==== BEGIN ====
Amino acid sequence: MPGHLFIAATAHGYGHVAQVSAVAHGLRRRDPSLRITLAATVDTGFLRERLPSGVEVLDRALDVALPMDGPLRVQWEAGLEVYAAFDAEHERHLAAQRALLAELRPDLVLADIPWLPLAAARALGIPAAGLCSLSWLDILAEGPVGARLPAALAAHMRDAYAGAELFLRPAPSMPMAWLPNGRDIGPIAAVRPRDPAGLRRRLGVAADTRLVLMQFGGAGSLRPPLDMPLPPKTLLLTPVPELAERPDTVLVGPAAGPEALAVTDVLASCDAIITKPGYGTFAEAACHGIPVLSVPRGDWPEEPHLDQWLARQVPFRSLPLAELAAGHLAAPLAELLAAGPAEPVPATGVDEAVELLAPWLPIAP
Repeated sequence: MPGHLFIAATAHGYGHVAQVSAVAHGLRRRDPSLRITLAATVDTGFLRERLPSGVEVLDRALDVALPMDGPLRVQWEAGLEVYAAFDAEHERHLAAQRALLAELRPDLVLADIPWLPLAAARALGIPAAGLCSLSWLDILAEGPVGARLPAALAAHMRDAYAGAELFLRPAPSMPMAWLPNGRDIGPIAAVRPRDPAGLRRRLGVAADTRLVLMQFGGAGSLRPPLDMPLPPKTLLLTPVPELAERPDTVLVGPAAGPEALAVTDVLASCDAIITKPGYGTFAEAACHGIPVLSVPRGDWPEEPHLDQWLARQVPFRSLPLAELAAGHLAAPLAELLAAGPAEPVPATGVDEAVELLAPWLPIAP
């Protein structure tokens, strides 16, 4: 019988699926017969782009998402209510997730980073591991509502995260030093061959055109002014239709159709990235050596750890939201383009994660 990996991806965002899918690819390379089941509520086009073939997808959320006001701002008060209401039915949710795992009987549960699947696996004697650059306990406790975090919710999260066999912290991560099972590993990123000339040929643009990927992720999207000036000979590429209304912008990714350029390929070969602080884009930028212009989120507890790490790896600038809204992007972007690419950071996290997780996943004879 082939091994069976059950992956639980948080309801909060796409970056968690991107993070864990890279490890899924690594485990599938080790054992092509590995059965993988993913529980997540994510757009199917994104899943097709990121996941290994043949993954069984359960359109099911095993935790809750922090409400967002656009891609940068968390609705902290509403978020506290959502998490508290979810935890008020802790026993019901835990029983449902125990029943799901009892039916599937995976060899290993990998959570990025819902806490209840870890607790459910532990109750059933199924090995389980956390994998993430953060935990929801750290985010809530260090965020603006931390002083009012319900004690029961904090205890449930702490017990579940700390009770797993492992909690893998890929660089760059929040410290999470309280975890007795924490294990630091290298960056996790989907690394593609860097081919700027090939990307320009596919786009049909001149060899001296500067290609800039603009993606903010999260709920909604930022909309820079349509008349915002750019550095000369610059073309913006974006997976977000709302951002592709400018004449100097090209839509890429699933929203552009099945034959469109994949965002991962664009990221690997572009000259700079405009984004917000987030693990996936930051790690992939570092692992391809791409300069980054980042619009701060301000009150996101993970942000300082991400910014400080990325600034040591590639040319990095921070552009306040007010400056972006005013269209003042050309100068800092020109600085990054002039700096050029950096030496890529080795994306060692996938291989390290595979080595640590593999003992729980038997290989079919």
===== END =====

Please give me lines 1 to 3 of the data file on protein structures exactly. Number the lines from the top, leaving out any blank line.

Amino acid sequence: MPGHLFIAATAHGYGHVAQVSAVAHGLRRRDPSLRITLAATVDTGFLRERLPSGVEVLDRALDVALPMDGPLRVQWEAGLEVYAAFDAEHERHLAAQRALLAELRPDLVLADIPWLPLAAARALGIPAAGLCSLSWLDILAEGPVGARLPAALAAHMRDAYAGAELFLRPAPSMPMAWLPNGRDIGPIAAVRPRDPAGLRRRLGVAADTRLVLMQFGGAGSLRPPLDMPLPPKTLLLTPVPELAERPDTVLVGPAAGPEALAVTDVLASCDAIITKPGYGTFAEAACHGIPVLSVPRGDWPEEPHLDQWLARQVPFRSLPLAELAAGHLAAPLAELLAAGPAEPVPATGVDEAVELLAPWLPIAP
Repeated sequence: MPGHLFIAATAHGYGHVAQVSAVAHGLRRRDPSLRITLAATVDTGFLRERLPSGVEVLDRALDVALPMDGPLRVQWEAGLEVYAAFDAEHERHLAAQRALLAELRPDLVLADIPWLPLAAARALGIPAAGLCSLSWLDILAEGPVGARLPAALAAHMRDAYAGAELFLRPAPSMPMAWLPNGRDIGPIAAVRPRDPAGLRRRLGVAADTRLVLMQFGGAGSLRPPLDMPLPPKTLLLTPVPELAERPDTVLVGPAAGPEALAVTDVLASCDAIITKPGYGTFAEAACHGIPVLSVPRGDWPEEPHLDQWLARQVPFRSLPLAELAAGHLAAPLAELLAAGPAEPVPATGVDEAVELLAPWLPIAP
């Protein structure tokens, strides 16, 4: 019988699926017969782009998402209510997730980073591991509502995260030093061959055109002014239709159709990235050596750890939201383009994660 990996991806965002899918690819390379089941509520086009073939997808959320006001701002008060209401039915949710795992009987549960699947696996004697650059306990406790975090919710999260066999912290991560099972590993990123000339040929643009990927992720999207000036000979590429209304912008990714350029390929070969602080884009930028212009989120507890790490790896600038809204992007972007690419950071996290997780996943004879 082939091994069976059950992956639980948080309801909060796409970056968690991107993070864990890279490890899924690594485990599938080790054992092509590995059965993988993913529980997540994510757009199917994104899943097709990121996941290994043949993954069984359960359109099911095993935790809750922090409400967002656009891609940068968390609705902290509403978020506290959502998490508290979810935890008020802790026993019901835990029983449902125990029943799901009892039916599937995976060899290993990998959570990025819902806490209840870890607790459910532990109750059933199924090995389980956390994998993430953060935990929801750290985010809530260090965020603006931390002083009012319900004690029961904090205890449930702490017990579940700390009770797993492992909690893998890929660089760059929040410290999470309280975890007795924490294990630091290298960056996790989907690394593609860097081919700027090939990307320009596919786009049909001149060899001296500067290609800039603009993606903010999260709920909604930022909309820079349509008349915002750019550095000369610059073309913006974006997976977000709302951002592709400018004449100097090209839509890429699933929203552009099945034959469109994949965002991962664009990221690997572009000259700079405009984004917000987030693990996936930051790690992939570092692992391809791409300069980054980042619009701060301000009150996101993970942000300082991400910014400080990325600034040591590639040319990095921070552009306040007010400056972006005013269209003042050309100068800092020109600085990054002039700096050029950096030496890529080795994306060692996938291989390290595979080595640590593999003992729980038997290989079919």